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Figure Out a Retirement Plan (if under 50)

How much to save & how much you'll need in 10 years to be "on-track"

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How Much to Save for Retirement

To Maintain Your Pre-Retirement Standard of Living

The average worker needs to save about 10% of pay each year (including employer contributions) to maintain their pre-retirement standard of living.

  • You need to save more if you haven’t saved that much or if investment returns were poor – as they were over much of the past 15 years.

For a Quick Estimate of how much you need to save, enter your age, normal yearly earnings, and current retirement savings.

  • Then go to Advanced, below, to see how much you need to save if you adjust your plan & assess your risks.

Please fill all required fields
    header-column  You
        
    input Yearly Income   
    input Age 
      
    input Retirement Savings   
    text  
    header-small Your Retirement Saving Targets:     
    input results-small Saving Rate, including employer contributions   
    input results-small Savings in 10 years    
    text   
    text   
    header-marker Advanced     
    header-orange Adjust Your Plan      
    input You Retire at Age 
       
    input You Invest in a 
       
    input After Age 45 You 
        
    header-orange Assess Your Risks      
    input Social Security Benefits Cut 
        
    input Investment Returns Over Next 10 Years 
        
    text      
    header-marker Our Projections      
    header-orange In today's dollars, for "average" workers      
    input results-small Household income in your 50s    
    input results-small Income Needed in Retirement (c.75%)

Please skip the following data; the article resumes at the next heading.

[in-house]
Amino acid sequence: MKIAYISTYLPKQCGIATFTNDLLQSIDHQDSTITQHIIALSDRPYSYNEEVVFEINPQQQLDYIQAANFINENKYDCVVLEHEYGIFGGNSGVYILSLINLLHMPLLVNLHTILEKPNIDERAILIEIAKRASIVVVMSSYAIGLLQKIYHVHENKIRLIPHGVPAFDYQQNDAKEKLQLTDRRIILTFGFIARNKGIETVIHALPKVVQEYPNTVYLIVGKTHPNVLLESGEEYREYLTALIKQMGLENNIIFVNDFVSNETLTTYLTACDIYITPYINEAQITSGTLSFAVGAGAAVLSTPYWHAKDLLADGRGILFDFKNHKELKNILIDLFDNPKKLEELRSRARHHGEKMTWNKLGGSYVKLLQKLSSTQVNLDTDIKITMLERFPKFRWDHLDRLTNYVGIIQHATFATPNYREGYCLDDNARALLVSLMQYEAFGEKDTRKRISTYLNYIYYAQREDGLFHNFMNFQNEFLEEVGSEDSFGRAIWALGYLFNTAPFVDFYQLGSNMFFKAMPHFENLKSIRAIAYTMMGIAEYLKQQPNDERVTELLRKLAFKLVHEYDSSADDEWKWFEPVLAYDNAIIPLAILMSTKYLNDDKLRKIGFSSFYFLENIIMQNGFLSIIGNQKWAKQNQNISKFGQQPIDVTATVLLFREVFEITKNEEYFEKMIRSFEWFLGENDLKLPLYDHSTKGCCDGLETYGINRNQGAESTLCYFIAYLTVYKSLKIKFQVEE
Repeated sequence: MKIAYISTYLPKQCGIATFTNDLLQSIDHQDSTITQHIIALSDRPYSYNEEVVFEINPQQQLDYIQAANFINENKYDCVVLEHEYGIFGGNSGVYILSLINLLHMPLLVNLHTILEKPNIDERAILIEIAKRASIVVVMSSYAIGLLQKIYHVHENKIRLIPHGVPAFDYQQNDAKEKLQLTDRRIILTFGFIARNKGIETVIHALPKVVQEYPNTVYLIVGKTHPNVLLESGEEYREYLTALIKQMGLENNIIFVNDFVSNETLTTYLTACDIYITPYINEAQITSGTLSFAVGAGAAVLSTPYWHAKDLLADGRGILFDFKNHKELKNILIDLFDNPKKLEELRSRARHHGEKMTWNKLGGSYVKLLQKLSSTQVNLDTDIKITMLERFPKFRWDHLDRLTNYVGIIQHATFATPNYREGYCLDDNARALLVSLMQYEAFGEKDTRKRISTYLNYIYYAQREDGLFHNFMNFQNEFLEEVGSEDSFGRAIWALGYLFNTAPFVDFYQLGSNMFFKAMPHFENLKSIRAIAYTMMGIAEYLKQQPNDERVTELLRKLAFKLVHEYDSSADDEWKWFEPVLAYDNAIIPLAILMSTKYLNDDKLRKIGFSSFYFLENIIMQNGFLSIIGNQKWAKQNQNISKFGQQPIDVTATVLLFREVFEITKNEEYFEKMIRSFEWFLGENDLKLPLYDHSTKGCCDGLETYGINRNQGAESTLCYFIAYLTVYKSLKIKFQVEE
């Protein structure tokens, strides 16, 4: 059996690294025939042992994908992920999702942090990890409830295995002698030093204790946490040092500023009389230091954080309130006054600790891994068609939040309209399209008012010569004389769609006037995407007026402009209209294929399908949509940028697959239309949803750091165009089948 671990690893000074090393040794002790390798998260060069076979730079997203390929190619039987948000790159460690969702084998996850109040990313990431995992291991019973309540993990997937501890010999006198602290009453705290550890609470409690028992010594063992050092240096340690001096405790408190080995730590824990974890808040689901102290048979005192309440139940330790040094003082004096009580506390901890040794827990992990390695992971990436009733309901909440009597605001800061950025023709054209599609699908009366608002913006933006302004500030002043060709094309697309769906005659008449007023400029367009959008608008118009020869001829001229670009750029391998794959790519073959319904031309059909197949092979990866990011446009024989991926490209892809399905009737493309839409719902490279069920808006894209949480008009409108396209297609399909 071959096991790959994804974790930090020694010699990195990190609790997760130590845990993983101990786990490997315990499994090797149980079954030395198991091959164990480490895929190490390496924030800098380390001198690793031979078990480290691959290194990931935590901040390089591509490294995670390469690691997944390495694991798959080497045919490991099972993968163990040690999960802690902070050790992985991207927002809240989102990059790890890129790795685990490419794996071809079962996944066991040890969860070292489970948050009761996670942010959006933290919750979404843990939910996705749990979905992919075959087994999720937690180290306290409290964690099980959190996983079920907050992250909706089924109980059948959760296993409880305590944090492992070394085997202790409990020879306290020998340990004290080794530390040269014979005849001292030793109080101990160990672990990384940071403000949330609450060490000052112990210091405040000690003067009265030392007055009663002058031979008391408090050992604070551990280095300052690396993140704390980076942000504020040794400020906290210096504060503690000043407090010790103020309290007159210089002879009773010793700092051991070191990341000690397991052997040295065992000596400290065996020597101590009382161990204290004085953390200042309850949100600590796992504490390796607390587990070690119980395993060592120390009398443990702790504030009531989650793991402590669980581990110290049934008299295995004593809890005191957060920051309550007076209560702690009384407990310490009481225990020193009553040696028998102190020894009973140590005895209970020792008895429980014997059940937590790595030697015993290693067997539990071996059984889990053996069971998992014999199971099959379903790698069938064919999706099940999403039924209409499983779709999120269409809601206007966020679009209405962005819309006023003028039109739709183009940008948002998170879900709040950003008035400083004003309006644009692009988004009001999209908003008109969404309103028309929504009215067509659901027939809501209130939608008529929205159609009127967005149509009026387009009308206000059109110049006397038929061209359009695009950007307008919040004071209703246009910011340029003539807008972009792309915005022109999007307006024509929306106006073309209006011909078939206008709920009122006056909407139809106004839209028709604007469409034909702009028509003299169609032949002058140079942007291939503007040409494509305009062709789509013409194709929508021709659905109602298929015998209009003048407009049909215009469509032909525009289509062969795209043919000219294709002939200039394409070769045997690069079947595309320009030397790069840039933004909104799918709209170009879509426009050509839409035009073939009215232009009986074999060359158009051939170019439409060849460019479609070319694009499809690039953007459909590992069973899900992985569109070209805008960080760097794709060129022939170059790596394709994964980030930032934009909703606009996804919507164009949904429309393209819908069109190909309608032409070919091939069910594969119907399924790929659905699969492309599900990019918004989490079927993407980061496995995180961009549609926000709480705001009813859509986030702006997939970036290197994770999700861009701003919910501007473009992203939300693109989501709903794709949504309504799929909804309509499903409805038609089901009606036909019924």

input results-small Social Security Benefits    
    input results-small Income Needed from Savings   
    input results-small Savings Needed at Retirement (25x)   
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    Under The Covers

    Our Assumptions & Disclaimer

    Retirement Age: The age you intend to retire.  Your spouse or partner, if you have one, is assumed to retire at the same time.

    Target Date Funds: TDFs are mutual funds that shifts your savings from stocks to bonds as you age.  A “more aggressive” TDF targets a more distant retirement age and invests more of your savings in stocks.  A “less aggressive” TDF targets a closer retirement age and invests less of your savings in stocks.

    Investment Returns: Average returns for stocks and bonds since 1927, less 0.25% in mutual fund fees. “Bad returns” are returns over the decade 2000-2009.

    Social Security Benefit Cuts: A 10% cut would eliminate about half the program’s financing shortfall, with increased revenues needed to eliminate the rest.

    You need to save MORE if your earnings and standard of living rise faster than average.  

    You also need to save LESS if your earnings and standard of living rise slower than average, if you will get an employer pension (that pays a set amount each month as long as you live) or if you will downsize or otherwise reduce your expenses in retirement.